Physical mobility in the office can be provided through a number of different mechanisms. The most obvious is by providing users with tablets or lap tops and network connectivity (wireless or wired) so that they can lift themselves up and work in other parts of the office. Mobile phones or ‘IP’ roaming telephony can be used to enable voice calls can be received and made from any desk is a baseline for physical mobility. Some IT departments are reluctant to give workers laptops because they are generally more expensive than desktops, are challenging to administer and support and provide a potential information security risk if lost. Often IT departments preferring a ‘virtualised’ desktop solution where applications are ‘virtualised’ (hosted on the organisation servers in data centres) and workers use thin (or increasingly) ‘thick’ client devices (dumbish terminals) that allow workers to sit anywhere and quickly log on and access all their applications, data and their own personalised desktop. This virtualised arrangement is also accessible from laptops and (with the right security tools) home desk tops giving people complete freedom to roam and work with the people they want to be with.
Occasionally (and thankfully less frequent now) IT departments deploy ‘roving profiles’ which allow users to log on to PC’s each time drawing down their own specific desktop profile from a central server which sits on the PC. This arrangements is cumbersome and slow….Mobility outside the office can be provided by laptops which can use 3G, 4G or coming soon 5G or public wireless networks or home broadband services to connect to central systems. So these are the basics.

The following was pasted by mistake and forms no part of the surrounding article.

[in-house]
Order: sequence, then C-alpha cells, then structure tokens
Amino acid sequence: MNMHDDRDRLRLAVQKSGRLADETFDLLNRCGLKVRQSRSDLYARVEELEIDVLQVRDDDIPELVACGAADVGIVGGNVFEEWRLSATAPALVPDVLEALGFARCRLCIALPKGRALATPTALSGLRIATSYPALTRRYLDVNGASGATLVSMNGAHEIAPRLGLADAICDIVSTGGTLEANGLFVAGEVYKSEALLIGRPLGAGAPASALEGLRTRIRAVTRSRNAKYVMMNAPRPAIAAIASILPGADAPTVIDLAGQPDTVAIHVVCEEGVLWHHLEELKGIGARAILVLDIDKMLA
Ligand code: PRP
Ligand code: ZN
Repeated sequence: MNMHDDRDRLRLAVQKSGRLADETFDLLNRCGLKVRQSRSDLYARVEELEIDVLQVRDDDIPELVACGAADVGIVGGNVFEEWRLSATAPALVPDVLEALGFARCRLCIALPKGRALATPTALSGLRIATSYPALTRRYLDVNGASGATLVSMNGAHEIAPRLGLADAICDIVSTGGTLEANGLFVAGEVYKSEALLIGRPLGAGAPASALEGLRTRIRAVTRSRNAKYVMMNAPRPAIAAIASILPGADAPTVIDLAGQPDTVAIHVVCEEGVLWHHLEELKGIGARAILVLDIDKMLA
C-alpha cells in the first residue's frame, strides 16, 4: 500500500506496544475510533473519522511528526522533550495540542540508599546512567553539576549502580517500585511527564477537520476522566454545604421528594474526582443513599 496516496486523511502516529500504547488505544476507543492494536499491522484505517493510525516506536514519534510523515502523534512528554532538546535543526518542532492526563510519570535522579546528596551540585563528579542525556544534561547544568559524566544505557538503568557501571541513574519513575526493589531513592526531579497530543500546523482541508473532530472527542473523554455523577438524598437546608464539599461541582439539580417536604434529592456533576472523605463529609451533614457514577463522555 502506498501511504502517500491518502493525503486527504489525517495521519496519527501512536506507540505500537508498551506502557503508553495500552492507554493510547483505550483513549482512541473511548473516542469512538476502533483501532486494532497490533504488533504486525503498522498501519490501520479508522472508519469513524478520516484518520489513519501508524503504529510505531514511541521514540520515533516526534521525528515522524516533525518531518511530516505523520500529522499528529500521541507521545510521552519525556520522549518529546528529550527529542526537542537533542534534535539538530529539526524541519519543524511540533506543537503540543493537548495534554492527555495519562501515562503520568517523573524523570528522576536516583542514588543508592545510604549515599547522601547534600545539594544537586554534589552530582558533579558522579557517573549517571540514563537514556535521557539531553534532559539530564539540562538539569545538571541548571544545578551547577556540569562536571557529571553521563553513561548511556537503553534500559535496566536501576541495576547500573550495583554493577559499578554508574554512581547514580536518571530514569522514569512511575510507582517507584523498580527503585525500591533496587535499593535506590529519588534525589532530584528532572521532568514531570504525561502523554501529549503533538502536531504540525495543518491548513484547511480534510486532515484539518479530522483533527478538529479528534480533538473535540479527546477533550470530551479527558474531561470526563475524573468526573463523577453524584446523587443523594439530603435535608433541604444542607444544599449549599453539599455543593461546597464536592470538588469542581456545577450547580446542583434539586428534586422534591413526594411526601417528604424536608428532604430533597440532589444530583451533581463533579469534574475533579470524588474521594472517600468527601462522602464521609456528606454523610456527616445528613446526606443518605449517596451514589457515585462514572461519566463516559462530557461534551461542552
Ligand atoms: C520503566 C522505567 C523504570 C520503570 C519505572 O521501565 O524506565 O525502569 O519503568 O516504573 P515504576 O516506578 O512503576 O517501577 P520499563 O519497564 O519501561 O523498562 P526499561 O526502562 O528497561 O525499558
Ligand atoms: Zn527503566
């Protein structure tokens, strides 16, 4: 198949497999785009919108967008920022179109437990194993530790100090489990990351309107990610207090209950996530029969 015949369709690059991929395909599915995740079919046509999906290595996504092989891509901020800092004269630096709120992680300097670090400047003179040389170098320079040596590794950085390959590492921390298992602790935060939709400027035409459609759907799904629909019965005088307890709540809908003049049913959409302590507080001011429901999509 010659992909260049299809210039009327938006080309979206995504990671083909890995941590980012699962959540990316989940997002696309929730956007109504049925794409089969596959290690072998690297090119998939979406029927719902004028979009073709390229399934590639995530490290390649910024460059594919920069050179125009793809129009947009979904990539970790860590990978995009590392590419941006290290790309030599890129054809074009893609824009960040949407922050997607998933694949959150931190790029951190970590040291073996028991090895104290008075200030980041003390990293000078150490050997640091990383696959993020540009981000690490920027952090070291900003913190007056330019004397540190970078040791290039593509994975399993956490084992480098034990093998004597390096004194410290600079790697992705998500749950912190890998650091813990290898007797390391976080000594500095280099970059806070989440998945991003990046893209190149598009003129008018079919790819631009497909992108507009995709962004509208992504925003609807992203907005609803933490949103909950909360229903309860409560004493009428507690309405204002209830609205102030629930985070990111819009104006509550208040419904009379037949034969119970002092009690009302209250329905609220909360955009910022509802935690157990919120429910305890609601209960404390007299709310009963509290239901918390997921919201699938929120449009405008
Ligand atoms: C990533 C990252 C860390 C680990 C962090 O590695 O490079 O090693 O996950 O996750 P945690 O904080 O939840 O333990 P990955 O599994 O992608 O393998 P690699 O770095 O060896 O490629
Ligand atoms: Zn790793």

Of course in today’s world, teams are not always physically together in the office and so new ‘social’ tools should be used to enable people to feel and work together when they are not together. Workplace technology tools like ‘Skype for business’ (previously ‘Lync’) or Microsoft Teams, known generally of ‘unified communications’ (UC) provide a number of capabilities that support Social Cohesion. The first is ‘Instant messaging’. Users have a series of small picture ‘Icons’ of each person they have dealings with permanently visible. This provides a persistent reminder that their team members are with them, this is critical in order to maxmise social cohesion when distance working. You can drop in a quick message or inquiry with a team member. From a supervisory support standpoint this allows the leader to be visible and available for a quick input.